When I started my own business in high school taking sports photographs I always thought, "this is what I am going to do for the rest of my life."
I began working for the Orlando Sentinel and fell in love with a career that has taken me, and will take me, across the globe to tell stories.
Photography was it. Nothing could change that. I was never really that interested in video, television news did, and still does, make me nauseous, and I never really saw myself as producer. Then Canon and Nikon began putting video capabilities into their cameras and, like many other still photographers, the lightbulb went off.
The capabilities of using premium Canon and Nikon lenses combined with full-manual control of shooting video has completely changed the career path I so naively though was going to be only still photography.
For the first time in my career, I have done more production work than still photography in a month. As 2010 came to a close, it also closed a chapter in my life I will never forget.
2011 was my transition. A hybrid year, between still photography and DSLR video.
I was so fortunate to be guided by the incredible staff of The Miami Herald over the summer to produce daily videos on the BP oil spill and continue my still photography.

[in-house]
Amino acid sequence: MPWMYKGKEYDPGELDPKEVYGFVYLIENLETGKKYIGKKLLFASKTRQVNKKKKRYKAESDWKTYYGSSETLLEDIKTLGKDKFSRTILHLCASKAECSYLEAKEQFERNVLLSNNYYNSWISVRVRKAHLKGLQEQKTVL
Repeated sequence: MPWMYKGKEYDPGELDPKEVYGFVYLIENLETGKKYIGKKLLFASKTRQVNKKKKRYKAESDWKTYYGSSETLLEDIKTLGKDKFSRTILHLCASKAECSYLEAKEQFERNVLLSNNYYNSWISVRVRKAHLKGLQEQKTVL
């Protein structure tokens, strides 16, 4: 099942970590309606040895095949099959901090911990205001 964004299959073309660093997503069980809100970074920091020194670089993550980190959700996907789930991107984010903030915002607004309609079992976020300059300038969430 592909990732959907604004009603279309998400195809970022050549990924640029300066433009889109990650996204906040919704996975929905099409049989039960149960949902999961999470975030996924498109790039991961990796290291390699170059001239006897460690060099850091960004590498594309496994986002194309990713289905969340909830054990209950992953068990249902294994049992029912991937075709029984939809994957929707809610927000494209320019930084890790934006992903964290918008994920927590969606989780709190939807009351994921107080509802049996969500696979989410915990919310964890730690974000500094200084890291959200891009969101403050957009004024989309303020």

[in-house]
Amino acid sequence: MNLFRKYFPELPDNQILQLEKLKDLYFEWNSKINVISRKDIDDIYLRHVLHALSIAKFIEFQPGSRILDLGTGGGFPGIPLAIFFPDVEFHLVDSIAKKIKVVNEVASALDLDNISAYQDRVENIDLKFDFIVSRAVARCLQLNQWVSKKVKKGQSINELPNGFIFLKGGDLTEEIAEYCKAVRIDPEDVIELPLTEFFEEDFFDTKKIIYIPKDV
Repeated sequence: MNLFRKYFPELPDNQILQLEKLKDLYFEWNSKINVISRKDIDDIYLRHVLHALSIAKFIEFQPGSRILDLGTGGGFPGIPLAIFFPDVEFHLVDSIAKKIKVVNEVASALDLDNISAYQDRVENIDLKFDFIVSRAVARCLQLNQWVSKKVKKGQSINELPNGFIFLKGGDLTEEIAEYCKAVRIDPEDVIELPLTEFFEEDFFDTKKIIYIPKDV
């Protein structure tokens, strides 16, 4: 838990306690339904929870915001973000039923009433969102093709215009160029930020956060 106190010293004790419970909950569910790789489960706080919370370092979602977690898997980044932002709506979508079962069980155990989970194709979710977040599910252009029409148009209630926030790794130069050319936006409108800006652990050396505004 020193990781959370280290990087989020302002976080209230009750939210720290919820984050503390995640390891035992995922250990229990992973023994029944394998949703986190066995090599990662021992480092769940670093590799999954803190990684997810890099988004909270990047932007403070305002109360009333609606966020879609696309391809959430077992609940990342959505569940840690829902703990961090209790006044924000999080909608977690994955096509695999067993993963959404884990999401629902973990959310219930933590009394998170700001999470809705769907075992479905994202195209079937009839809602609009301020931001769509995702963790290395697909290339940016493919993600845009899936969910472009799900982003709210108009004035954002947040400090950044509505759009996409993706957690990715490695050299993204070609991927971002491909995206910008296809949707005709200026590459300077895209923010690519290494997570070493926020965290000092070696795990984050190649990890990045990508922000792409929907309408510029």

Going back, I shot over 200,000 still photographs in 2010 which will eventually be edited down to around 20,000. More importantly, I shot over 2,500 video clips, produced over 50 short stories and changed my business from "Steve Johnson Photography," to "Steve Johnson Media."
As corny as it may sound, I feel that each year marks a specific chapter in my development as a multimedia journalist. 2007 was the beginning; my first NCAA football game, starting my business, first internship and first job with ESPN. 2008 was the a year spent developing my eye and network. 2009 was my year of writing, I took multiple reporting classes at the University of Florida, had my first articles published and started this blog.
2010 was my transition year and as 2011 begins it has proven to be one of the best years I have ever had.
I cannot thank the friends, editors, coworkers and family enough that have helped me to get where I am today.
Always on the move,